Check Dam Trail #190

In Search Of ... The Beer Tree.

Beer Tree Xing: Actual road sign in Globe, AZ.
Beer Tree Xing: Actual road sign in Globe, AZ.

Unfinished business from last June, when I got off track, I was short on time and it was hot.

In Search Of … Anyone remember that show? Gosh, I loved it. A great source of info about off beat subjects two decades before Wikipedia or Google. Got the idea to kind of make that the theme of my hike video when I saw that Globe actually has a street named — no lie — “Beer Tree”. It was a good omen for the day, as I only discovered that street due to making a wrong turn.

Note that the gravel pit trailhead doubles as a firing range, and that there are also a fair number of nails in the dirt, so exercise caution where you park.

So, today I did a counterclockwise loop of Check Dam Trail #190, Six Shooter Trail #197, FR 112, Una Del Oso Trail #201 and Toll Road Trail #200. Preston the yeti’s subtitle for the Check Dam Trail description — “brushy banality” — pretty much describes the whole hike. There’s some good views from up on FR 112 and Una Del Oso, and the upper reaches of Pine Creek are shady with good sitting rocks, but otherwise, it’s nothing spectacular.

There’s at least a dozen cattle tanks on the loop, round and rectangular; wind or solar powered; cement, metal or dirt; in all combinations thereof. Judging by the brand marks on several tanks, DC Ranch has the concession in this area. Since it was 32° when I started, the tanks with water had all crusted over with ice, as had the creek crossed by Six Shooter Trail between the CCC Campground and FR 112. (I could hear water trickling under the ice.) There are tons of manzanita all along the hike, but that same section of trail has the biggest manzanita I have ever seen: I swear some are 20 feet high with trunks 4-6″ diameter. 8-O I saw evidence of MTBs around most of the loop, but it must not get much traffic as there were many, many spots where cat claw was growing in the middle of the trail. Just north of Big Spur Tank, Toll Road Trail was briefly completely obscured by brush.

I took my first break at the CCC, which is a really nice campground, large, with great views, picnic tables, burn pits and even a latrine building. FR 112, which goes to the CCC, and then further on up the hill, is a wide, very smooth dirt road. (Actually much smoother than the half mile to the gravel pit trailhead.) FR 112 is easily drivable by car.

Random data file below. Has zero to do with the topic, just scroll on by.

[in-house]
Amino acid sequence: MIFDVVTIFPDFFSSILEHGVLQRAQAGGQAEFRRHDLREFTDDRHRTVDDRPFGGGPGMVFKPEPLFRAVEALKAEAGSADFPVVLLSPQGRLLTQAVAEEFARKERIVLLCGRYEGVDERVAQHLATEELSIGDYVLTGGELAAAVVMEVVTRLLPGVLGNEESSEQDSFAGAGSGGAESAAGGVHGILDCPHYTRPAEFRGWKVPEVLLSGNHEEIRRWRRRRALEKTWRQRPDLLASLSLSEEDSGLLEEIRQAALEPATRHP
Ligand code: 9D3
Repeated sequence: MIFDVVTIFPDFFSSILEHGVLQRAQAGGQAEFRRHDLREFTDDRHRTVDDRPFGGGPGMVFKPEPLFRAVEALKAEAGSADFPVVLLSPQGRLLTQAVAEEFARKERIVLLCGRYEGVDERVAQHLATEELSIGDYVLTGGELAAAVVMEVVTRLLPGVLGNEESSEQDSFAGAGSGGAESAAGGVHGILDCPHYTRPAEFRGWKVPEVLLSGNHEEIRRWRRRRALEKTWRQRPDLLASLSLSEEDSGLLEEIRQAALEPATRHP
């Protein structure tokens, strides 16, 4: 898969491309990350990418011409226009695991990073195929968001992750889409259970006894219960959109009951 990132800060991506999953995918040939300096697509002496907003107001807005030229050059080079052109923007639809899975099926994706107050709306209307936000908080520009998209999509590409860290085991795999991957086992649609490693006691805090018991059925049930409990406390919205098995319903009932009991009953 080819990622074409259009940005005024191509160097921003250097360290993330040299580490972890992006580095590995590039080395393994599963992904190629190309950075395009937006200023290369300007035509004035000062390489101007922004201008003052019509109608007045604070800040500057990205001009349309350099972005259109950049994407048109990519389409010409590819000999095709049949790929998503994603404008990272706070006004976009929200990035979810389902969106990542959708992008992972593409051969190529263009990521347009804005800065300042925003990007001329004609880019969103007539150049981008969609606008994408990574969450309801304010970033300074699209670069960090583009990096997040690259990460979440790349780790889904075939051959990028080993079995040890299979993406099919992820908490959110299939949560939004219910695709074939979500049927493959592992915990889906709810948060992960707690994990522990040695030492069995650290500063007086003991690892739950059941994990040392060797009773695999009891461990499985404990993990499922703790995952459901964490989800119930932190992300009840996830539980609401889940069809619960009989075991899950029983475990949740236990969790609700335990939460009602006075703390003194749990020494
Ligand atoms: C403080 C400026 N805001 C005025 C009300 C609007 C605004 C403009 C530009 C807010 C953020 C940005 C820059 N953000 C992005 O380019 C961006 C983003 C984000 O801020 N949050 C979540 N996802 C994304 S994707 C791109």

As I was hiking up Six Shooter, I bumped into some calves. I could hear mom mooing on the other side of the trail. I did not want to get between the two, so I waited. The calves were not moving — imagine that! ;-) — so I resorted to making lots of noise, and after a few minutes they finally decided to put some space between themselves and the crazy man. A couple hundred yards further up, the topo claims there are two buildings on the west side of the trail. There are not. I beat the thick brush searching. The northern building simply does not exist at all, and all that remains of the southern building are some chunks of brick & mortar, and some rebar.

I took my second break along Pinal Creek, after turning north from Una Del Oso onto Toll Road Trail. I took off my hiking shoes and socks, and kicked my feet up on a conveniently located granite ottoman, while I enjoyed the fruit of the Beer Tree, a Vinifera Stout: “Divine * Wrath * Irrigate * Cultivate” — sounds positively pagan. :lol: The rocks eventually got really cold on my feet, so I booted up and continued on …

Distance: 9.71 mi.

AEG: 1,735 ft.

Time: 3h 44m

In Search Of … The Beer Tree

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